Monthly Archives: June 2016

Cosplay for Your Weekend Fun!

Enjoy these awesome pictures of cosplayers and their cosplay!


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Instant Portable Keyboard…

By Andy Boxall — May 12, 2016

In the near future, you may not need to touch your phone, tablet, or keyboard when you want to type. That’s the concept behind the Tap Strap, an amazing wearable Bluetooth keyboard that converts finger movements into key presses, so you can tap out messages using any surface as a virtual keyboard.

Don’t expect a visual prompt, or some laser-projected keyboard to guide you. It’s all done using gestures. You start by putting on the Tap Strap. It slides over your fingers like a glove, and is made from a soft smart-fabric that has sensors inside to analyze finger movements. It can go on either hand, or you can wear two for faster two-handed typing.

Tapping with each finger will see a character or number appear on the screen, and it’s possible to punctuate and insert special characters using different gestures. While Tap Systems, the company behind the Tap Strap, hasn’t said exactly how it works, a Bloomberg report says a single tap from each of your five fingers translates into a vowel, and combinations add consonants.

There are apparently 31 possible finger taps, and although an accuracy of 99 percent is promised, we expect a strong predictive text element to play a part of the Tap Strap’s typing skills. Most people struggle to remember more than handful of gestures, let alone 31. Tap Systems sees the Tap Strap as an alternative to voice control, emphasizing the privacy aspect of using gestures to type messages as one of its major benefits.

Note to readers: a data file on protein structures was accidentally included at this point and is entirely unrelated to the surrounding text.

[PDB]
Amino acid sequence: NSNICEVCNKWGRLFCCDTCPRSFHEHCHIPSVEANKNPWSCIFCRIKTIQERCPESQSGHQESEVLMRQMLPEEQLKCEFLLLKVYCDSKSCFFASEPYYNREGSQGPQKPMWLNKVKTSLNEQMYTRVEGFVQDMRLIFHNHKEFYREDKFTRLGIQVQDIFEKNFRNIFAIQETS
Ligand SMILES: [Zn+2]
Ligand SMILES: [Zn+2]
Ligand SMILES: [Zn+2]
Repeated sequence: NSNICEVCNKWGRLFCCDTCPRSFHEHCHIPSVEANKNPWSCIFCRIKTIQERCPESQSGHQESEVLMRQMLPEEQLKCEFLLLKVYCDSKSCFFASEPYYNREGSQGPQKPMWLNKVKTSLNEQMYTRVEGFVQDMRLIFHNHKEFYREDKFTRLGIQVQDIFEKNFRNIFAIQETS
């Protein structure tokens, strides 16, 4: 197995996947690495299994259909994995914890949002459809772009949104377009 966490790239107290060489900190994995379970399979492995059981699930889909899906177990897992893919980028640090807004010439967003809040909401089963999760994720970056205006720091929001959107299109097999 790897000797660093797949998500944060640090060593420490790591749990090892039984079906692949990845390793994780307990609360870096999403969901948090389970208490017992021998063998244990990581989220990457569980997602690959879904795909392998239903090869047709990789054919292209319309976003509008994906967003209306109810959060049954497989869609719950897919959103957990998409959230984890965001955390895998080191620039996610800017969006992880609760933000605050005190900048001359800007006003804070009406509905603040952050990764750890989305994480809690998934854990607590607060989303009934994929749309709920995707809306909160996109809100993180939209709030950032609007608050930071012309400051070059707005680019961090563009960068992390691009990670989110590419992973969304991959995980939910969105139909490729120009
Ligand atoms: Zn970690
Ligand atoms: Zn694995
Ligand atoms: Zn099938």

Bluetooth connectivity

The Tap Strap connects using Bluetooth, and therefore should operate with almost any mobile device, but the real advantage here could be for use with VR headsets. Anyone who has tried typing on the Gear VR — where you must look at each individual character on the screen — will know how laborious the process can be. Wear the Tap Strap, and you could tap out commands on your leg. It also negates the problem of how to type on a smartwatch’s small screen, and is already compatible with smart TVs, Windows and Mac OS X, plus Android and iOS devices.

Its use goes beyond virtual keyboard control, and Tap Systems founder Ran Poliakine envisages it being used for playing music on digital devices, and being incorporated into mixed reality hardware such as Microsoft’s HoloLens headset. To promote the Tap Strap’s multiple uses, a development kit and a reference design will be available to developers and hardware manufacturers.

If you’ve heard Poliakine’s name before, it’s because he also founded Powermat Technologies, one of the companies still battling for wireless charging supremacy. We’ve also seen various virtual alternative keyboards over the past years, but the Tap Strap seems to be the closest to becoming reality. It’s on its way out to selected beta testers right now, and the intention is for it to be on sale before the end of the year.

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Random Humor

Random humor for your enjoyment!

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7 Irregularities that suggest Earth’s Moon was engineered

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Cosplay Pictures for Your Saturday!

Cosplayers and their cosplay to enjoy!

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Phoenix Comicon Pictures

I apologize for the delay.  I had issues getting pictures from my phone to my computer.  In any case, here are pictures taken primarily at my booth at Phoenix Comicon 2016.  Thanks for all who stopped by and said hello!

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Living Bacteria Can Now Store Data

Image: Shutterstock

Using the CRISPR gene-editing tool, scientists from Harvard University have developed a technique that permanently records data into living cells. Incredibly, the information imprinted onto these microorganisms can be passed down to the next generation.